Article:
Monday, August 29, 2011

Chapter 7 Bankruptcy, Taxes, and the IRS: Your Retirement Plans

What happens to your retirement funds when you file for Chapter 7 bankruptcy? And what happens if the IRS also has tax liens filed against your retirement funds?

Generally when you file for Chapter 7 bankruptcy, your retirement plans (Individual Retirement Accounts, Roth IRA, 401k, SEP, Keogh plans, etc.) are protected.  Neither the bankruptcy trustee nor any of your creditors can reach the money in these retirement plans.  However, as we discussed in another blog post, “Tax Liens & Your Home,” tax liens survive a Chapter 7 bankruptcy if there are funds/assets/property to which the liens attach.

So what happens when the IRS files a lien which attaches to your retirement funds after you file for Chapter 7 bankruptcy?  This is a situation where an irresistible force (IRS lien) meets an immovable object (retirement funds).  The answer:  The IRS lien stays.  This means that the IRS rights to the retirement funds are unchanged from before the bankruptcy.

However, all is not lost because you have defenses to the IRS seizures of retirement accounts after bankruptcy.

How You Can Defend Your Retirement Money from the IRS

1.  If you can’t touch it, neither can the IRS.  
Your primary defense against an IRS retirement account seizure is that the IRS stands in your shoes as it relates to their ability to take your property, including retirement accounts.  The IRS has the same rights to your property that you have – if you have no rights to an asset, neither does the IRS.  This applies equally to whether the IRS is seeking a post-bankruptcy enforcement of a tax lien or just a straight seizure without any bankruptcy involvement.
 The IRS may have a tax lien on your retirement account, but has no right to enforce if you have no right to the property.  Therefore, you should be aware of which of your retirement funds you cannot touch and which funds you can touch – but with a penalty.  Many 401(k) plans, and all of your IRA/Roth IRA funds can be withdrawn by you – but with a penalty. Because you can withdraw these funds, even if it is with a penalty, the IRS can enforce the tax lien on these accounts.  On the other hand, many pensions (especially for government entities or union pensions) cannot be touched until the occurrence of some event (separation from employment, death, or disability), and therefore the IRS cannot enforce the tax lien against these accounts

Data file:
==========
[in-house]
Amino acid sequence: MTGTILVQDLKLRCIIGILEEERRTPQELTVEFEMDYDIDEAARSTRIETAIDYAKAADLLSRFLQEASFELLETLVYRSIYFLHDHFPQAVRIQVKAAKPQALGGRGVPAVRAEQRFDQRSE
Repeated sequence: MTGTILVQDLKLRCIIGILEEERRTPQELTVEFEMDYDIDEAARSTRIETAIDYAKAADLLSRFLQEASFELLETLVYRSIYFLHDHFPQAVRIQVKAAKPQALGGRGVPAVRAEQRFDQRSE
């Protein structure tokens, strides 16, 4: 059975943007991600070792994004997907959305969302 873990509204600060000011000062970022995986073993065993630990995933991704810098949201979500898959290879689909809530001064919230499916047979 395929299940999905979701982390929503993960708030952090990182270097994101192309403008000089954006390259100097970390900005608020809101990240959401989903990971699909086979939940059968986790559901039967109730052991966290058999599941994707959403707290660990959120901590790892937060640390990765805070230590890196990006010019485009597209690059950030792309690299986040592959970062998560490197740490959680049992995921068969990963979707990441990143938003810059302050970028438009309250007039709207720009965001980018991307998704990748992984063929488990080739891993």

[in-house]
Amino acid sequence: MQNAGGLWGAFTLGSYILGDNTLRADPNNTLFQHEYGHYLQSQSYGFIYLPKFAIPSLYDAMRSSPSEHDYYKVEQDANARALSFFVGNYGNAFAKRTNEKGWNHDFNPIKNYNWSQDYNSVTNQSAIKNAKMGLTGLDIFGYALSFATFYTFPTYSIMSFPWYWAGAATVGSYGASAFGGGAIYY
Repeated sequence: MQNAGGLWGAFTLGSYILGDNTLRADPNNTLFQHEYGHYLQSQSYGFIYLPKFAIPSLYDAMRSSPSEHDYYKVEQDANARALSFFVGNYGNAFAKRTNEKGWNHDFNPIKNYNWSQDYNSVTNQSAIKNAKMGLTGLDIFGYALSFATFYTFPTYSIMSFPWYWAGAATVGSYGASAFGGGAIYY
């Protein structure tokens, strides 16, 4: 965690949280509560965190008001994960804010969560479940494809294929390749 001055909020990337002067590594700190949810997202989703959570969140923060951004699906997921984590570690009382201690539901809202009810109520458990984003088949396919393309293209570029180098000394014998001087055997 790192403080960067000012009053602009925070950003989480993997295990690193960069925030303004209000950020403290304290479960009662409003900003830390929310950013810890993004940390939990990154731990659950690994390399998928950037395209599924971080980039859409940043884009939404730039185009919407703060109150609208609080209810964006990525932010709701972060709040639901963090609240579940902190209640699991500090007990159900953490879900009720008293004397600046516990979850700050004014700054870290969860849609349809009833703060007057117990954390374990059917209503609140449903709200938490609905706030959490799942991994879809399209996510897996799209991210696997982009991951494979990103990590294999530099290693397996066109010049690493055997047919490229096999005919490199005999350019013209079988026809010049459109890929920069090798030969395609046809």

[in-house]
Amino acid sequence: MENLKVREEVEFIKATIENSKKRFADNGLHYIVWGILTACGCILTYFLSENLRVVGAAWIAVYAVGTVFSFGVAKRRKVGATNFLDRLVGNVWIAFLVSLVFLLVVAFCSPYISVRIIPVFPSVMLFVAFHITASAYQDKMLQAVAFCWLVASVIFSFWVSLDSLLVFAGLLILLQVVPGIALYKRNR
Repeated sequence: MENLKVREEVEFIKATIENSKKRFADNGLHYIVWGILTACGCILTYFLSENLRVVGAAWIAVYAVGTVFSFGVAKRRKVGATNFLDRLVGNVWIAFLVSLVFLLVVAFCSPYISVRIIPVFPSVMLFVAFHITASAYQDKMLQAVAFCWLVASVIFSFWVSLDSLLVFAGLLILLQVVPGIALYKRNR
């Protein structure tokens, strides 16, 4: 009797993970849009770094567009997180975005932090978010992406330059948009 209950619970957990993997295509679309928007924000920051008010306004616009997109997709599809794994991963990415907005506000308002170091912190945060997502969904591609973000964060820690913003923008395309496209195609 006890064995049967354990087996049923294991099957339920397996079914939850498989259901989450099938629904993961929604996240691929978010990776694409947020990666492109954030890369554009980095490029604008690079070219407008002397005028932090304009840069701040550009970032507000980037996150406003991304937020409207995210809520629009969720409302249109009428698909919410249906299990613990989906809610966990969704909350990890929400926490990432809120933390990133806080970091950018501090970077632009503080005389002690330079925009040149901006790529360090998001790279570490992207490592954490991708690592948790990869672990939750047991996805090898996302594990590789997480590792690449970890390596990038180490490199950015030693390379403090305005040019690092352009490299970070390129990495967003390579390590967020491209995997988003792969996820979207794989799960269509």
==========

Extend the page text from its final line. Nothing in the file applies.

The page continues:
2.  You can convince the IRS to leave your retirement funds alone.  
According to the Internal Revenue Manual, the IRS considers three factors when determining whether to enforce its lien against your retirement account (by seizing or levying).  The three factors are:
 1)    Other Collection Alternatives:  Before levying on a retirement account, the IRS is required to first consider collection alternatives before levying on the retirement plan, including monthly payments.  The IRS generally does not desire to take retirement accounts; it tends to make for bad public policy. 
2)    Your Conduct was Not Flagrant:  The IRS is generally interested in taking retirement accounts only if the conduct leading to the tax liability was flagrant. The IRS generally wants retirement accounts to pay a tax liability in cases of egregious behavior. Contributing to the retirement account while the unpaid taxes were accruing and a history of employment tax problems are factors in favor of account seizure. 
3)    Mercy Rule:  The final factor in whether the IRS will take a retirement account is whether you depend on the money in the retirement account, or will depend on it in the near future. Again, the IRS tends to be sensitive to retirement account seizures, and proving that the money in the account is important to meeting everyday living expenses can be a factor to keeping the money.

Again, a tax lien which survives your bankruptcy does not mean that you will be destitute in your retirement.  In practice, the IRS will often just let these liens die away once the bankruptcy case is closed.  However, if they do not, you are usually in a good position to make some alternate arrangement (since your financial situation should be better) or convince the IRS to leave your retirement funds alone. 



Do you have questions about this topic? Email or call me for a free consultation and we can discuss your situation. (760) 990-1632

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